There are several types of fuel cells, currently the classification that is made for these devices is taking into account the type of electrolyte they use, this way we have the AFC (Alkaline Fuel Cells), PEMFC (Proton Exchange Membrane Fuel Cells), DMFC (Direct Methanol Fuel Cells), PAFC (Phosphoric Acid Fuel Cells), MCFC (Fused Carbonate Fuel Cells) and SOFC (Solid Oxide Fuel Cells) [2]. The versatility of the cells has allowed them to have a field of application in the industry specifically in transportation, stationary power systems and portable systems, the last three sectors is where its impact has been most noticeable [1], [4].

The effect caused by fuel cells in industry is largely due to their efficiency in conversion and energy input, to understand the above is necessary to understand the principle of operation of these devices being necessary to identify the mathematical equations that model their dynamic behavior.

In this article the modeling of an electrolyzer or alkaline electrolytic cell (AFC) with a single output will be carried out, for the study of the production of oxyhydrogen gas (HHO) as a clean energy, in this way it can be used as an enriching fuel or enhancer in the processes where combustion takes place. In this research, concepts of thermodynamics, chemistry, thermochemistry, and electrochemistry are taken into account for the approach of the equations, thus enunciating a thermodynamic model, electric model, chemical model, and thermal model. The EES software is used to determine the value of the variables of the thermodynamic model (enthalpy, entropy and free energy), the equations of the other models are simulated in Matlab-Simulink® because some do not present linearity, and others are empirical electrochemical relations.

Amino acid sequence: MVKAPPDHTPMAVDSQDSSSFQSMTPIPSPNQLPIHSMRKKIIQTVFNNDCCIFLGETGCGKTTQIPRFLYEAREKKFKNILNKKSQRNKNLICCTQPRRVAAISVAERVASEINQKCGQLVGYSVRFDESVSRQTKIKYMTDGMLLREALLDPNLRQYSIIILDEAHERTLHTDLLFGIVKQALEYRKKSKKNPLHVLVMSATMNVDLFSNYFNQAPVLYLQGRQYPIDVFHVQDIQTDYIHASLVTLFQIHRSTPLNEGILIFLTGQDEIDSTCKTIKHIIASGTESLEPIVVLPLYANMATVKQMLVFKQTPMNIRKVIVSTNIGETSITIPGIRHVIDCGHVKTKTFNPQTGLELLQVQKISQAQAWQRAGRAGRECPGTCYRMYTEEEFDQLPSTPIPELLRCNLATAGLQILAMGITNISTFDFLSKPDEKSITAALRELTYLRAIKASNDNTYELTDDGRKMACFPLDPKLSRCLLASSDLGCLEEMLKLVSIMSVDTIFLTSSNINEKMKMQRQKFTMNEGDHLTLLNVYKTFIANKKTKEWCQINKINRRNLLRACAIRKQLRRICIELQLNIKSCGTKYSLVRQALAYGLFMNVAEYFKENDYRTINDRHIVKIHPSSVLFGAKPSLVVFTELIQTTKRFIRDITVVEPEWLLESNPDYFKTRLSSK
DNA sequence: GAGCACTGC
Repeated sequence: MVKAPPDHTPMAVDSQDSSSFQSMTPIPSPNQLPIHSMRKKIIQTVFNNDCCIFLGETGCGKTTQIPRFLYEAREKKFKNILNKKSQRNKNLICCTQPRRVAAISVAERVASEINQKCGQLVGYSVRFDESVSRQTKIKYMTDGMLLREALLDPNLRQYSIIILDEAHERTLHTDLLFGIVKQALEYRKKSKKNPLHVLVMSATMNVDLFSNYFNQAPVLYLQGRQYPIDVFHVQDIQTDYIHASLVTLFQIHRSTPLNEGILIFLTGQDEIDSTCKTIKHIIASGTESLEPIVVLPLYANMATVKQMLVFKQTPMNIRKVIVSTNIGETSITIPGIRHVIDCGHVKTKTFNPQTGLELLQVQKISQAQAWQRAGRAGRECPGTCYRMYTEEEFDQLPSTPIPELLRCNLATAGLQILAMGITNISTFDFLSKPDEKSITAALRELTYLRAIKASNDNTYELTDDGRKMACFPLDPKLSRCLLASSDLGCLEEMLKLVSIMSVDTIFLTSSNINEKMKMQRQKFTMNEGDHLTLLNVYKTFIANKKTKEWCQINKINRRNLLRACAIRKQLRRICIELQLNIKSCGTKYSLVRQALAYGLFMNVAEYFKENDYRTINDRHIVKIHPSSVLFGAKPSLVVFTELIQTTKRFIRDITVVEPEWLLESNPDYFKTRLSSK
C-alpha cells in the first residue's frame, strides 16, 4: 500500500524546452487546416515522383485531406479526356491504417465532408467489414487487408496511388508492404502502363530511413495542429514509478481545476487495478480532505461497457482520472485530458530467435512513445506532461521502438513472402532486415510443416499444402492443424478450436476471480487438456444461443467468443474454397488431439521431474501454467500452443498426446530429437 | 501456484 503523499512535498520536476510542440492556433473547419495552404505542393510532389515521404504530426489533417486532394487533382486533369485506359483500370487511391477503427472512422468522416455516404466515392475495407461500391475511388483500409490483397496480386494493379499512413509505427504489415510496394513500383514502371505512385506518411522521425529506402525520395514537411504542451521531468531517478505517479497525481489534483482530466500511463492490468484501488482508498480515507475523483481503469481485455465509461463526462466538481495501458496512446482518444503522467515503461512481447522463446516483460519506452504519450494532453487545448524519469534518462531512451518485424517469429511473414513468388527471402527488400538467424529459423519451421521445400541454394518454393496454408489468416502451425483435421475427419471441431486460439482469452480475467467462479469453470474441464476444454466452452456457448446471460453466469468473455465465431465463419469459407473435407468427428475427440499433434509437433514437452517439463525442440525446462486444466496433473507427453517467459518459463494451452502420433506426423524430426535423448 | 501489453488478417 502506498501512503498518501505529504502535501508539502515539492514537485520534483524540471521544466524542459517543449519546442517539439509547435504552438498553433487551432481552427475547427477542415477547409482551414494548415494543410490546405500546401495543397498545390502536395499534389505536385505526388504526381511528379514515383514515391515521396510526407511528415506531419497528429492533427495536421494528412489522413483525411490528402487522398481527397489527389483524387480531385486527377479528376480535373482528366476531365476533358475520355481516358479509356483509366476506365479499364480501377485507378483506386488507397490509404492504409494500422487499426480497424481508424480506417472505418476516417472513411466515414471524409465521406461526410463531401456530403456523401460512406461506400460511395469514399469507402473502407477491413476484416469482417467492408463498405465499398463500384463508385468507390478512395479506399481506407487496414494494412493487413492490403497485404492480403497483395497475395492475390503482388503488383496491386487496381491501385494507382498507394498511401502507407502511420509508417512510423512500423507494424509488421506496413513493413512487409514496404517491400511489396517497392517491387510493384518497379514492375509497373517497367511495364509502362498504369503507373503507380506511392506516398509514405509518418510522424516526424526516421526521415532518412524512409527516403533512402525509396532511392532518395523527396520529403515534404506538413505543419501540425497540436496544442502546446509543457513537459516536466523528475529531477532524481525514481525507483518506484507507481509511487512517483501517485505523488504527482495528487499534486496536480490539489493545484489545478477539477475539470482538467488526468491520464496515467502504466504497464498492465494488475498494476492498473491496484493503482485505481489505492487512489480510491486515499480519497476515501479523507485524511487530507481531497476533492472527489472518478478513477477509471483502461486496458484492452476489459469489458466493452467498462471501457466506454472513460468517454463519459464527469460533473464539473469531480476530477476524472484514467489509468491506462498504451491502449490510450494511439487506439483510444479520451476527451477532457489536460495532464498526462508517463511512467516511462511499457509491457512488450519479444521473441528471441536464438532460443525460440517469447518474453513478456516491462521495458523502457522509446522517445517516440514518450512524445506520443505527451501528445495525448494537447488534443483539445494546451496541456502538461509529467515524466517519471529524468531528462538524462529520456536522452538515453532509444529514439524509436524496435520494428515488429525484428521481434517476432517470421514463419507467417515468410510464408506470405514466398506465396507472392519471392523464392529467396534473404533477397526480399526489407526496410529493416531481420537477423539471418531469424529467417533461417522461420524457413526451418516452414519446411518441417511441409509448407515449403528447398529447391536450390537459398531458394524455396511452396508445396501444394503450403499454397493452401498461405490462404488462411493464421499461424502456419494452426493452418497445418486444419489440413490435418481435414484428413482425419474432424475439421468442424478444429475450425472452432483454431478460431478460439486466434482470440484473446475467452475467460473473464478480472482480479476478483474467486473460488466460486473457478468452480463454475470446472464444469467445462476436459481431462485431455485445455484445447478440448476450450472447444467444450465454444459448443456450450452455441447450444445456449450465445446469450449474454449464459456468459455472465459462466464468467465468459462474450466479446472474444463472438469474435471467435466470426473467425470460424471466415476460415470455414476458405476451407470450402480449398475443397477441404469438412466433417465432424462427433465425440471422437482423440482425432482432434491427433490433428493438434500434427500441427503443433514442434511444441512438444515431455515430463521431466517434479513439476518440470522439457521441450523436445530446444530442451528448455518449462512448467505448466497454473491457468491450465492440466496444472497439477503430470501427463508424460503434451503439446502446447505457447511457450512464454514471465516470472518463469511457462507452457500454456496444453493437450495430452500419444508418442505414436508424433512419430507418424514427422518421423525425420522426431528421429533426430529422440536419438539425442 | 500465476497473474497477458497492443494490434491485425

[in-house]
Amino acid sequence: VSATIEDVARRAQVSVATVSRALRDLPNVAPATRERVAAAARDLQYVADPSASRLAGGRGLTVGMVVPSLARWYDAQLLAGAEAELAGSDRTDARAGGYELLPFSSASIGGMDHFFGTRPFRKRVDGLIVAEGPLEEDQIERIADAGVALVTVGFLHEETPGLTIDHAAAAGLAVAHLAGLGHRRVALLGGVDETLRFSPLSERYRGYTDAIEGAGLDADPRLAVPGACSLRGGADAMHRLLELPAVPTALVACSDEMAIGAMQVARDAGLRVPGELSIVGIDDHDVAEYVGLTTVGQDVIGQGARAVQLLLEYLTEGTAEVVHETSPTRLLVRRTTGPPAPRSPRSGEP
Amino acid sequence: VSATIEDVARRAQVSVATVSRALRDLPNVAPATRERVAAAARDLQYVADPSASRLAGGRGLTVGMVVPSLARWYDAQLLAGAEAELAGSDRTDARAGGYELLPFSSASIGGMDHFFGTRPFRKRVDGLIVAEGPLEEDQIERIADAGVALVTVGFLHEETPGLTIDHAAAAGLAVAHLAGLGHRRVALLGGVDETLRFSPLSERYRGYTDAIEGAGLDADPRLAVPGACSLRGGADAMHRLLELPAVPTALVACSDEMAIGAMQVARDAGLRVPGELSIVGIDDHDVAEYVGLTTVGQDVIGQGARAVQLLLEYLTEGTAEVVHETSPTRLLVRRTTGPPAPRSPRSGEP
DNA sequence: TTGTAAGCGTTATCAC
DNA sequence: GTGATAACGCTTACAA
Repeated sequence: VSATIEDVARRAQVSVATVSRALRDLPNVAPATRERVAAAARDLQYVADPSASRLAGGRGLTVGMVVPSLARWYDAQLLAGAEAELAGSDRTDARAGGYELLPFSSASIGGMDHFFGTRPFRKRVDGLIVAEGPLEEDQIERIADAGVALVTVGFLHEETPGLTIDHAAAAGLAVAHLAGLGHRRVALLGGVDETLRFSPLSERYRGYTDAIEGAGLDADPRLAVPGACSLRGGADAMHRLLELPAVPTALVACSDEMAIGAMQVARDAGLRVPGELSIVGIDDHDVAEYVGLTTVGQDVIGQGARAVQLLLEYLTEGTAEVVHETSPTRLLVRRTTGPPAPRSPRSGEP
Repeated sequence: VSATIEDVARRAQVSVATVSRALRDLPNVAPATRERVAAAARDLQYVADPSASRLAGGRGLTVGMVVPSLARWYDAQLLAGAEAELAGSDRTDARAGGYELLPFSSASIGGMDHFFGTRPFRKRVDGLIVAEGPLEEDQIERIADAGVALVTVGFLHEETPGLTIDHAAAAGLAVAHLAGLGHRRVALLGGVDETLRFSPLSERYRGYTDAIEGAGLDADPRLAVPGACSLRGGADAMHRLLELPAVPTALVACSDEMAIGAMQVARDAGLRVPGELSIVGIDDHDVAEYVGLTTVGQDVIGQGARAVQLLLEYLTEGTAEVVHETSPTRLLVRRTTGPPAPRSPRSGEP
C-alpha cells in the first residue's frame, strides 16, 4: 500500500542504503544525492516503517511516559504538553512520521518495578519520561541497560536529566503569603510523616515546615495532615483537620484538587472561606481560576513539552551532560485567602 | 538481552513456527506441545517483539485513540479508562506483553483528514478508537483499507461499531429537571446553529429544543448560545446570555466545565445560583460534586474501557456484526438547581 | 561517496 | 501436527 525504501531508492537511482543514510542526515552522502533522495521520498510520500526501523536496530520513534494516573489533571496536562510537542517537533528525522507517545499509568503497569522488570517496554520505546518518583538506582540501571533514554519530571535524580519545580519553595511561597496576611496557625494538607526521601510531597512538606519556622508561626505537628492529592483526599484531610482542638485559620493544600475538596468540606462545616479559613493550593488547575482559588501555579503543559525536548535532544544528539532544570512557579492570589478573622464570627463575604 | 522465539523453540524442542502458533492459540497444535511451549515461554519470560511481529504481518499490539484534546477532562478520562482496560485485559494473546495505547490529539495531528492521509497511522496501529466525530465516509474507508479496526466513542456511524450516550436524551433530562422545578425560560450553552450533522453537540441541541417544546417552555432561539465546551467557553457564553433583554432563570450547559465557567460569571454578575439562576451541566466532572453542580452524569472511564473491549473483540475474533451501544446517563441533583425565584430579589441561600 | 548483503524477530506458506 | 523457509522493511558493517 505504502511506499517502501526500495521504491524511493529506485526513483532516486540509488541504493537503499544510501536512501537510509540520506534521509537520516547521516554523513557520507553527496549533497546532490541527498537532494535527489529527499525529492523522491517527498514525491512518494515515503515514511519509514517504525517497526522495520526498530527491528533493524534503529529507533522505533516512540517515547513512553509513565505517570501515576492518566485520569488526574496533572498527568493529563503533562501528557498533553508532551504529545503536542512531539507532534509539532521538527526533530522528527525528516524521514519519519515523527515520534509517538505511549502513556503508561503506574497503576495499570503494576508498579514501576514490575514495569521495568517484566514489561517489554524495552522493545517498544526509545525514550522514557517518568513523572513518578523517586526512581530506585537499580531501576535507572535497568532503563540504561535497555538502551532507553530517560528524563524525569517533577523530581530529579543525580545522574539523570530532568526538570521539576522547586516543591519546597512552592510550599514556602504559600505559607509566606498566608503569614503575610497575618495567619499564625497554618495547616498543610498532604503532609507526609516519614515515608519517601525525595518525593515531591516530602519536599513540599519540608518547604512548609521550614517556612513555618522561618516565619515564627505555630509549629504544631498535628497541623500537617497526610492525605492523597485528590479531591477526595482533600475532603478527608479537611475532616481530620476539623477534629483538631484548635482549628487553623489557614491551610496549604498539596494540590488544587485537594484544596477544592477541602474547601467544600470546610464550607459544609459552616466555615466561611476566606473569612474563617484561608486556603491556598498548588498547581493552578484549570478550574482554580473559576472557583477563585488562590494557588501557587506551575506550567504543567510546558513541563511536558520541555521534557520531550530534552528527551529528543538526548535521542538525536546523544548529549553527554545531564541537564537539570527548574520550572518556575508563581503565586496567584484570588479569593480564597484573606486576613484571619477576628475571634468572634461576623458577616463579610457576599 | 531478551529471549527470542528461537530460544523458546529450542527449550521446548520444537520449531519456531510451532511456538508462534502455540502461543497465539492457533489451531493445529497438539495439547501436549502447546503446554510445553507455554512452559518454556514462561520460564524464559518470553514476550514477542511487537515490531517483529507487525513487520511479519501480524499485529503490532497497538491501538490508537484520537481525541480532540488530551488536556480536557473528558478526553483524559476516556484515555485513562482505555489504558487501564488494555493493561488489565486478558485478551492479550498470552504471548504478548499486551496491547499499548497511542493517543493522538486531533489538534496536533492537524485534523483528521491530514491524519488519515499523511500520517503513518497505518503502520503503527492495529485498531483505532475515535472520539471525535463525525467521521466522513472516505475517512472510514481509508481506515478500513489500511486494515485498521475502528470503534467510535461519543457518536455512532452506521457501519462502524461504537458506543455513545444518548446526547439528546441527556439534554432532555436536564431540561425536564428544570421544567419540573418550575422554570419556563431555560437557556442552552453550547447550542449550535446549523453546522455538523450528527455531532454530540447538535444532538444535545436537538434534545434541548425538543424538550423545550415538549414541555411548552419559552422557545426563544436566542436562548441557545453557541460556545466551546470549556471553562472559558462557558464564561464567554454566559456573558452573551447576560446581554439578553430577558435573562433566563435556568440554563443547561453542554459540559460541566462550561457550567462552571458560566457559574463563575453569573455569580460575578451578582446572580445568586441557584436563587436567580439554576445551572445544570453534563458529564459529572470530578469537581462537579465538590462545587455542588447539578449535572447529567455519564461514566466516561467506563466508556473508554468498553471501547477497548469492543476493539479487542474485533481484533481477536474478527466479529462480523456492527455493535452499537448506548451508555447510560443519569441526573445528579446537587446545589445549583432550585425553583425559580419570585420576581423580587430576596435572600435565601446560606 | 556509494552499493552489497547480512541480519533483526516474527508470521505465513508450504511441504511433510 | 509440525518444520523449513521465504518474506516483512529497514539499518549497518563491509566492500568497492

Figure 1. Alkaline fuel cell.

The electrolysis of water in an alkaline medium in an electrolyser is generated by means of a redox reaction (oxidation - reduction) that occurs in the electrodes [6], this process is shown in Figure 1. Source: [2]

2. Materials and methods

Alkaline electrolytic cell

The phase change (liquid to gaseous state) of the water that occurs in the alkaline electrolyser to be modelled, occurs when energy is supplied to the electrochemical reaction in the form of electrical work (non-spontaneous process) [5].

In order to know in detail what happens in the electrodes of the cell, the generation of gaseous oxygen in the anode is presented by means of (1), and the generation of gaseous hydrogen is shown in the cathode with (2).


OH (aq) : Hydroxyl ion (water-based solution)
O2(g): Oxygen (gaseous)
H2O(l): Water (Liquids)
e-: Electrons

H2(g): Hydrogen (gaseous)

The two previous semirreactions allow to arrive at the general reaction (3) that governs the process, it is necessary to mention that the change of phase that is carried out is thanks to the electrolysis (decomposition of the water molecule by the passage of the current in it) [7].

Figure 2. Electrolyzer modeled in SolidWorks®, a) diagonal view, b) cross-section view.

In the electrolytic cell there is a conversion of electrical energy to chemistry, in this process there are some thermodynamic variables that suffer energy imbalance, it is for this reason that the mathematical model is divided Figure 2 shows the electrolyzer modeled in SolidWorks®, consisting of a stack of cells composed of 9 plates (1 positive, 2 negative, and 6 neutral) of 316 stainless steel, 2 sheets of acrylic, and 10 PVC rings. into four stages: thermodynamic model, electrical model, chemical model, and thermal model.

Thermodynamic model To get the most energy available for useful work, a status function, called free energy (G) [7], [8], is defined by (4).


H∆ : Change of enthalpy
S∆ : Change of entropy
G∆ : Free energy exchange
T : Temperature